Having enjoyed so much goodness of nature it is difficult not to mention how poorly we reward her. The town square was flowing with litter. There was a heap of rubbish right in the middle of the bus station and no litter bins anywhere in sight. Look like a place with no governmental supervision. It pains to find wrappers and plastic bottles thrown away at every scenic spot. Can’t we be a little more caring? While on the way the previous evening close to the town we found herd of bovines spending the night at two hairpin bends that refused to give way to us lesser mortals. Doesn’t the owner have a shelter for them as they have in some parts of the country? Is the concept of cattle-shed so alien to them? Where are they kept in winters?

We began the return journey that morning via Almora. It took us 14 hours just to climb down and reach the plains at Haldwani; 6 more hours on the highway and were home safe in the early hours.

4 Comments

  • Nandan Jha says:

    Munsiari, Oh, what a ride we had when we went there in 2011 (I think). We were stupid enough to visit during Monsoons and could stay only one day. We were driving from Chakori so it was a shorter drive for us but what beauty.

    Looking at those meadows and getting reminded of Panchachuli is giving me a high already. If the place turns you into a romantic poet, you better visit again :-)

    And for the litter and bovines and what not, lets do our bit. Lets keep reminding ourselves.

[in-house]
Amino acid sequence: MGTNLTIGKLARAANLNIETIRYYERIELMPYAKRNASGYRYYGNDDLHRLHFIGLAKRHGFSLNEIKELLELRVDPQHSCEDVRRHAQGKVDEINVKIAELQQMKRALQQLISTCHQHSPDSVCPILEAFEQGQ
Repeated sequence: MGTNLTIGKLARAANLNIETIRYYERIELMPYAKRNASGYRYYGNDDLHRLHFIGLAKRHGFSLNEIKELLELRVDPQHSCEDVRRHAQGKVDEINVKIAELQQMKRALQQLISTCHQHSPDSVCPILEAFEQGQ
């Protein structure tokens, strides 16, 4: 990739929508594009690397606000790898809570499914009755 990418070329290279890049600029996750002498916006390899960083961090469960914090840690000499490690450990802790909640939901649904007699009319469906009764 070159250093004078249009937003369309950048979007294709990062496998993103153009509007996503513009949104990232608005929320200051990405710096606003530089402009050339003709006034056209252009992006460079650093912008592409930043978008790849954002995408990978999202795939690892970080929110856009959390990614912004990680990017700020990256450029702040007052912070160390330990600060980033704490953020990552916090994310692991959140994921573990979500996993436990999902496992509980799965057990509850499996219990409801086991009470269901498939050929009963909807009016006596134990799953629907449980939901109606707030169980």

Thank you Pat.

  • Patrick Jones says:

    Been through all the previous posts on the place whilst planning the trip. Once we were settled up there I was wondering how you took your beast up that narrow hill road that too many years ago when things would’ve been comparatively poor.
    We were quite enthralled by the place especially as it was not crowded even at the peak season. Every season has it’s charm as we’ve found on our trip to Dhanaulti-Chamba during monsoon. Huge waterfalls, cloud, mist…list goes on.
    Thanks for going thru the post and comment.

  • Pooja Kataria says:

    Hello Jones, the ever so foggy and enchanting Munsiyari looks even more beautiful with your poetic description.
    Thanks for writing and sharing with us about this offbeat destination.

  • Patrick Jones says:

    Thanks a lot, Pooja.

    Lot of people do visit Munsiyari, have seen a number of foreigners as well. I would suggest you visit the place before it becomes another Shimla/Nainital.